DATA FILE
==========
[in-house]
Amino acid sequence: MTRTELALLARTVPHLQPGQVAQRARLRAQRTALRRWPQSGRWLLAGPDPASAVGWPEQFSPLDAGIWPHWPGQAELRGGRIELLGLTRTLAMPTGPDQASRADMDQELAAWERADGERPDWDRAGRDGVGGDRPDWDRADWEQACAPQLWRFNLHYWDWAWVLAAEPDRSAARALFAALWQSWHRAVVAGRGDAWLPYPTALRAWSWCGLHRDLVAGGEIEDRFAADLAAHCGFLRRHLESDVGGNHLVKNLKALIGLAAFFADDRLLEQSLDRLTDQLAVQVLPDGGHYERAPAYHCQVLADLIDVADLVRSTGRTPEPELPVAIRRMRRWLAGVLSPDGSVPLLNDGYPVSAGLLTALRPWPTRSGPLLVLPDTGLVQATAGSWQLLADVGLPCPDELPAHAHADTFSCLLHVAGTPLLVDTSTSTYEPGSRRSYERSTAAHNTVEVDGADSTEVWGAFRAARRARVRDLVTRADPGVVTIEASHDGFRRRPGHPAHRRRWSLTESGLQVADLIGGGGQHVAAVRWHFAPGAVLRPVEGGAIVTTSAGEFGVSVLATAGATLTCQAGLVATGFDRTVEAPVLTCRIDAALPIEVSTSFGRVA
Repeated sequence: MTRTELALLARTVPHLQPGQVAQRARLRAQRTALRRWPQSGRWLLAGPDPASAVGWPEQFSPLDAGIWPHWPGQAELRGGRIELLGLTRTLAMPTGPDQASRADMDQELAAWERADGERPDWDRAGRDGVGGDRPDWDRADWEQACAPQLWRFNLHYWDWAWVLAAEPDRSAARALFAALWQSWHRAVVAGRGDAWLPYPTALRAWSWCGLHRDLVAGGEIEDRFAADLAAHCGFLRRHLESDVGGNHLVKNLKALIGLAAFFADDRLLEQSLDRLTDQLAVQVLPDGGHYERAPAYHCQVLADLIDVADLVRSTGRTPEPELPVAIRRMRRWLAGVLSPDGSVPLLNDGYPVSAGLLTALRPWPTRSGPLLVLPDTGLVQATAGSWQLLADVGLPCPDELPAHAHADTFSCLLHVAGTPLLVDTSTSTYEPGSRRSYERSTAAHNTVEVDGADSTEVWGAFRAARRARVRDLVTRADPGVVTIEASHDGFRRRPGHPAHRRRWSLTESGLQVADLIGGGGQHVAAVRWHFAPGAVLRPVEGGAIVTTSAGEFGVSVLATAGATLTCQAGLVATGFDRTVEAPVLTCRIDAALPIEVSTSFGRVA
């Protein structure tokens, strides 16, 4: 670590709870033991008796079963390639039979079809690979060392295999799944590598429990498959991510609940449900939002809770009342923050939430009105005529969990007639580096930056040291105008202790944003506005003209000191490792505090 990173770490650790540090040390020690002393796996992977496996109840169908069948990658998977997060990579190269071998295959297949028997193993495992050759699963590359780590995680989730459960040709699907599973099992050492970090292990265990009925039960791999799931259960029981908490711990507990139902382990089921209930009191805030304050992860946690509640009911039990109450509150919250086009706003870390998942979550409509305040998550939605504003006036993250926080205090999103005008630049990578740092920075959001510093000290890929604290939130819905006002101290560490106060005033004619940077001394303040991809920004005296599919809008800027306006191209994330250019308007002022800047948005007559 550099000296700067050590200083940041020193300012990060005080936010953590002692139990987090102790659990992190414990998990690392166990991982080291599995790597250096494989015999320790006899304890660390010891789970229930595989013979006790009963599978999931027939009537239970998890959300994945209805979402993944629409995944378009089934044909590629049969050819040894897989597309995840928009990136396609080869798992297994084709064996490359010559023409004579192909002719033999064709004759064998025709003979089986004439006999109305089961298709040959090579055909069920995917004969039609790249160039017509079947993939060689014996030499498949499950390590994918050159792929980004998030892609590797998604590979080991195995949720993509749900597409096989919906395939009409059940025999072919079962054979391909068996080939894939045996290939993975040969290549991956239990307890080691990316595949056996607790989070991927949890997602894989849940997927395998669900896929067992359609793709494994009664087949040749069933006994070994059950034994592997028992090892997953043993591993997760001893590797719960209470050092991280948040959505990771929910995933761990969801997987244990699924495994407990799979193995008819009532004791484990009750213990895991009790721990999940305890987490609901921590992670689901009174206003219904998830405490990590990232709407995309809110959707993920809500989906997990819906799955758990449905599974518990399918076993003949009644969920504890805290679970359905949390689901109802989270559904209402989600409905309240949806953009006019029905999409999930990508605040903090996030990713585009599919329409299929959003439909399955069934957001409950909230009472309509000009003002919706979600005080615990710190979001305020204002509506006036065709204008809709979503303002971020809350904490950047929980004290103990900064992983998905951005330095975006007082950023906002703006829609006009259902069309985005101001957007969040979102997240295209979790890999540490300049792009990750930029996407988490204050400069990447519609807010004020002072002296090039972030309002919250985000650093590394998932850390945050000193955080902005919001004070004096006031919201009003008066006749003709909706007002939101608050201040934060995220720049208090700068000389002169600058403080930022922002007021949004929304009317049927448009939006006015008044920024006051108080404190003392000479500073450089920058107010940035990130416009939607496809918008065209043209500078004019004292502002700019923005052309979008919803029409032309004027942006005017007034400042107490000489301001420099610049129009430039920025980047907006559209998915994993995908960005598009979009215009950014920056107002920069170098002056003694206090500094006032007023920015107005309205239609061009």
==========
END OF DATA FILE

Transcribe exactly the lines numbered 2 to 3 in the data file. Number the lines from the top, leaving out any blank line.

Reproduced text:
Amino acid sequence: MTRTELALLARTVPHLQPGQVAQRARLRAQRTALRRWPQSGRWLLAGPDPASAVGWPEQFSPLDAGIWPHWPGQAELRGGRIELLGLTRTLAMPTGPDQASRADMDQELAAWERADGERPDWDRAGRDGVGGDRPDWDRADWEQACAPQLWRFNLHYWDWAWVLAAEPDRSAARALFAALWQSWHRAVVAGRGDAWLPYPTALRAWSWCGLHRDLVAGGEIEDRFAADLAAHCGFLRRHLESDVGGNHLVKNLKALIGLAAFFADDRLLEQSLDRLTDQLAVQVLPDGGHYERAPAYHCQVLADLIDVADLVRSTGRTPEPELPVAIRRMRRWLAGVLSPDGSVPLLNDGYPVSAGLLTALRPWPTRSGPLLVLPDTGLVQATAGSWQLLADVGLPCPDELPAHAHADTFSCLLHVAGTPLLVDTSTSTYEPGSRRSYERSTAAHNTVEVDGADSTEVWGAFRAARRARVRDLVTRADPGVVTIEASHDGFRRRPGHPAHRRRWSLTESGLQVADLIGGGGQHVAAVRWHFAPGAVLRPVEGGAIVTTSAGEFGVSVLATAGATLTCQAGLVATGFDRTVEAPVLTCRIDAALPIEVSTSFGRVA
Repeated sequence: MTRTELALLARTVPHLQPGQVAQRARLRAQRTALRRWPQSGRWLLAGPDPASAVGWPEQFSPLDAGIWPHWPGQAELRGGRIELLGLTRTLAMPTGPDQASRADMDQELAAWERADGERPDWDRAGRDGVGGDRPDWDRADWEQACAPQLWRFNLHYWDWAWVLAAEPDRSAARALFAALWQSWHRAVVAGRGDAWLPYPTALRAWSWCGLHRDLVAGGEIEDRFAADLAAHCGFLRRHLESDVGGNHLVKNLKALIGLAAFFADDRLLEQSLDRLTDQLAVQVLPDGGHYERAPAYHCQVLADLIDVADLVRSTGRTPEPELPVAIRRMRRWLAGVLSPDGSVPLLNDGYPVSAGLLTALRPWPTRSGPLLVLPDTGLVQATAGSWQLLADVGLPCPDELPAHAHADTFSCLLHVAGTPLLVDTSTSTYEPGSRRSYERSTAAHNTVEVDGADSTEVWGAFRAARRARVRDLVTRADPGVVTIEASHDGFRRRPGHPAHRRRWSLTESGLQVADLIGGGGQHVAAVRWHFAPGAVLRPVEGGAIVTTSAGEFGVSVLATAGATLTCQAGLVATGFDRTVEAPVLTCRIDAALPIEVSTSFGRVA